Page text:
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Illustration: Lazaro Gamio/Axios

The NCAA Division I Council voted Wednesday to grant all athletes the ability to transfer once and be immediately eligible, AP reports.

Why it matters: This will fundamentally alter the landscape of major college football and basketball, two sports where the transfer rate is already skyrocketing.

  • It will also transform recruiting, as teams build out college scouting departments in addition to their high school recruiting operations.
  • Some even suggest a "sign-and-place" system could develop where teams without roster spots "place" recruits at smaller schools to later add them as transfers.

Of note: Most NCAA sports already allow transfers to play immediately. Now, the five remaining sports — football, men's and women's basketball, baseball and men's hockey — will join them.

By the numbers: Nearly 4,000 football and basketball players (men and women) are currently in the transfer portal. This new rule will open the floodgates even further.

  • Football: Of 12,000 FBS football players, 14.7% transferred in 2019, per the NCAA.
  • Basketball: The four-year transfer rate in men's hoops has risen from 10% in 2010 to 16% last year. In women's hoops, the rate was 12% last year.

The big picture: Transfers have been part of the fabric of college sports for years. Look no further than Baylor, which got 54% of its points from transfers en route to winning this year's national championship.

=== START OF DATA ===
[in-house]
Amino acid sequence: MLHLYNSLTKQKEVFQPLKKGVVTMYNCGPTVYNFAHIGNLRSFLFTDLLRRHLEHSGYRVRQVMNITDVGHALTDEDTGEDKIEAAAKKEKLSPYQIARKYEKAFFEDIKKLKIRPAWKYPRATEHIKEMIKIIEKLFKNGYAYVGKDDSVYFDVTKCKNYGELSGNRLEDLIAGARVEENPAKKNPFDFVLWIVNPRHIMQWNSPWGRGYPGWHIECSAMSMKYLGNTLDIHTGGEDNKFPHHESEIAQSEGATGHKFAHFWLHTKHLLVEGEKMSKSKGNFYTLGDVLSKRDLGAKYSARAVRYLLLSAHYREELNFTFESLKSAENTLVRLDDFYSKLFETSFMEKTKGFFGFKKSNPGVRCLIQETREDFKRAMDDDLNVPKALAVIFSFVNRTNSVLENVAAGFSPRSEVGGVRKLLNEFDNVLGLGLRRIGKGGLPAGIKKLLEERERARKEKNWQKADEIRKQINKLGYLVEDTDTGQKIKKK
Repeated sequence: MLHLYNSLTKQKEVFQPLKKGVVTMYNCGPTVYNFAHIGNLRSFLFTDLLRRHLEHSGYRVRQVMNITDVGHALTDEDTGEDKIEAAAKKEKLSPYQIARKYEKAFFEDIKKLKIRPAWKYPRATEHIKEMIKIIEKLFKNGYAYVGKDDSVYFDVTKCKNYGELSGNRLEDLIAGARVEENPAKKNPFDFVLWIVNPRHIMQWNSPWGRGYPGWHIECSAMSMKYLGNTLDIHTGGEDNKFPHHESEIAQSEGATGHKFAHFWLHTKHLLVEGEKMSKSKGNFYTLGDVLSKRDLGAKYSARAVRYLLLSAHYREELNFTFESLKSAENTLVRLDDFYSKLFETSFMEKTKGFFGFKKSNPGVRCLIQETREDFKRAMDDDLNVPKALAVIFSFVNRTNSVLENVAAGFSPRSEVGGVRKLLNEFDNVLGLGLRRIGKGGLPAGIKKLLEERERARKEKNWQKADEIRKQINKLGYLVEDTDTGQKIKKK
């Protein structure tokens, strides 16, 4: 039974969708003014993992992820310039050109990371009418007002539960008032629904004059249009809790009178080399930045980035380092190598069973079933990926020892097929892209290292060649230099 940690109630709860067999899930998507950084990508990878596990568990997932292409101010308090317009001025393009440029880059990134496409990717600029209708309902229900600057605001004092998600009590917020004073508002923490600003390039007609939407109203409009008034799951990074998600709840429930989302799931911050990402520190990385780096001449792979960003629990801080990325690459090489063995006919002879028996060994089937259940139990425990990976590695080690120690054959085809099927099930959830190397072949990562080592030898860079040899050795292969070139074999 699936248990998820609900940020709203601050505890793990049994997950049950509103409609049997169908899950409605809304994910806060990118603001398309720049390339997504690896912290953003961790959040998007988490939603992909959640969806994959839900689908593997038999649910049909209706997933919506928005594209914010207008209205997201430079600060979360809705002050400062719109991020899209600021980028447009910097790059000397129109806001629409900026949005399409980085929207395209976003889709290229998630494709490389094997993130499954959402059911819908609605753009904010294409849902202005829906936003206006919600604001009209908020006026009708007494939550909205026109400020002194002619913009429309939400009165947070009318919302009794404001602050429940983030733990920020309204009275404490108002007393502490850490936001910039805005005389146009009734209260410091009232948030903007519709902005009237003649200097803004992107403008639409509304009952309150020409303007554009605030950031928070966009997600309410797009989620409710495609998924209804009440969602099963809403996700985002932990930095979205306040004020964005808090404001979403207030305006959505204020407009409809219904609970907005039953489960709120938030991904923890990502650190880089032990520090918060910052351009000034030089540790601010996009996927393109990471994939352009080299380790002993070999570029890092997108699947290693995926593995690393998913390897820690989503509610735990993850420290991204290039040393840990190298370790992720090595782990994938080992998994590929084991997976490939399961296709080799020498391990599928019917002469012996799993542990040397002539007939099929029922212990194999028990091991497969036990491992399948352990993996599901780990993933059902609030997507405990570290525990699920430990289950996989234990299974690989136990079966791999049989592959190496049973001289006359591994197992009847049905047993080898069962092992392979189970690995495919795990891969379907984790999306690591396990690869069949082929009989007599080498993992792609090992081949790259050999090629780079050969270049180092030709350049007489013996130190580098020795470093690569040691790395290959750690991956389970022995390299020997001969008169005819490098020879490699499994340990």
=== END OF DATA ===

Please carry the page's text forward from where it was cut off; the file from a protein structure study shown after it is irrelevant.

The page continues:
• Yes, but: As transferring becomes frictionless and even more common, college sports could start to look like professional sports, where rosters are assembled year-to-year and the offseason is full of player movement.
  • "It's not [about] developing players anymore," Todd Berry, executive director of the American Football Coaches Association, told SI. "It's about assimilating a team for next year that can win."

What's next: The new rule is expected to be approved by the NCAA Board of Directors this month and could take effect immediately.

Go deeper: Rule change prompts game of musical chairs (NYT)

Go deeper

Apr 14, 2021 - Sports

NFL effectively mandates COVID vaccinations for coaches, other staff

A man prepares to receive a COVID-19 vaccination at Levi's Stadium, the home of the San Francisco 49ers football team, in Santa Clara, California, in February. Photo: Justin Sullivan/Getty Images

The NFL outlined in a memo sent to all 32 teams that support staff, including coaches and trainers, should be vaccinated against COVID-19 "unless they have a bona fide medical or religious ground for not doing so."

Why it matters: Anyone who doesn't fit this category and refuses vaccination will be ineligible for Tier 1 or 2 status and "will not be permitted access to the 'football only' restricted area and may not work directly or in close proximity with players," according to the memo, first reported by the NFL Network.

Pacific Northwest soon to be ground zero for record-shattering heat

Computer model projection showing the unusually strong heat dome over the Pacific Northwest on Sunday. (PivotalWeather).

A heat wave is bringing unprecedented high temperatures to the Pacific Northwest — a region of the country typically cooled by the ocean, rather than central air conditioning. The heat will begin Friday and last into early next week.

Why it matters: The heat wave will shatter monthly and all-time temperature records in the Pacific Northwest. Some of the records could break the old milestones by several degrees.

At least one person killed, 99 missing after deadly Miami-area condo collapse

A massive search-and-rescue operation is underway after a portion of a 12-story residential building in Surfside, Florida, collapsed at approximately 1:30 a.m. Thursday, according to AP.

The latest: Officials have accounted for 102 people who lived in the high-rise Champlain Towers South, but 99 people remained unaccounted for by midafternoon, said Mayor Daniella Levine Cava of Miami-Dade County at a press conference Thursday afternoon.